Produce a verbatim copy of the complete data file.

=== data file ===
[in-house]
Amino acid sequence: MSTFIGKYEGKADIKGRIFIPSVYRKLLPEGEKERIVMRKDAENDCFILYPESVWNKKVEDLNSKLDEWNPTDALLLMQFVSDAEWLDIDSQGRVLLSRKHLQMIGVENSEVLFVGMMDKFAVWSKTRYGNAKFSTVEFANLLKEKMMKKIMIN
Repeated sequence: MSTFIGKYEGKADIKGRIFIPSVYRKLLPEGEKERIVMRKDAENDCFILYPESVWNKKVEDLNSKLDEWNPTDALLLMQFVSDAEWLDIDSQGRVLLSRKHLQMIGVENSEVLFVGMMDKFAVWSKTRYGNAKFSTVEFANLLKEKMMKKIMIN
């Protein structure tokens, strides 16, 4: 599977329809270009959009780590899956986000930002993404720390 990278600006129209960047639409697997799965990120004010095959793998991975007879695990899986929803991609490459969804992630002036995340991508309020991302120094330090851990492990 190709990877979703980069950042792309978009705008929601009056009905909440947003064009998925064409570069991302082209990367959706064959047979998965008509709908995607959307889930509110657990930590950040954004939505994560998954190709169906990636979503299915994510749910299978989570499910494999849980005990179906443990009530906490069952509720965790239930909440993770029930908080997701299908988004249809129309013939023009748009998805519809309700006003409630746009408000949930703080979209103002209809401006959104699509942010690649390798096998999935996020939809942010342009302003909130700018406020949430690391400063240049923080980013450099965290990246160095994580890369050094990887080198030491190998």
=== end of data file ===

[in-house]
Amino acid sequence: MSTFIGKYEGKADIKGRIFIPSVYRKLLPEGEKERIVMRKDAENDCFILYPESVWNKKVEDLNSKLDEWNPTDALLLMQFVSDAEWLDIDSQGRVLLSRKHLQMIGVENSEVLFVGMMDKFAVWSKTRYGNAKFSTVEFANLLKEKMMKKIMIN
Repeated sequence: MSTFIGKYEGKADIKGRIFIPSVYRKLLPEGEKERIVMRKDAENDCFILYPESVWNKKVEDLNSKLDEWNPTDALLLMQFVSDAEWLDIDSQGRVLLSRKHLQMIGVENSEVLFVGMMDKFAVWSKTRYGNAKFSTVEFANLLKEKMMKKIMIN
């Protein structure tokens, strides 16, 4: 599977329809270009959009780590899956986000930002993404720390 990278600006129209960047639409697997799965990120004010095959793998991975007879695990899986929803991609490459969804992630002036995340991508309020991302120094330090851990492990 190709990877979703980069950042792309978009705008929601009056009905909440947003064009998925064409570069991302082209990367959706064959047979998965008509709908995607959307889930509110657990930590950040954004939505994560998954190709169906990636979503299915994510749910299978989570499910494999849980005990179906443990009530906490069952509720965790239930909440993770029930908080997701299908988004249809129309013939023009748009998805519809309700006003409630746009408000949930703080979209103002209809401006959104699509942010690649390798096998999935996020939809942010342009302003909130700018406020949430690391400063240049923080980013450099965290990246160095994580890369050094990887080198030491190998």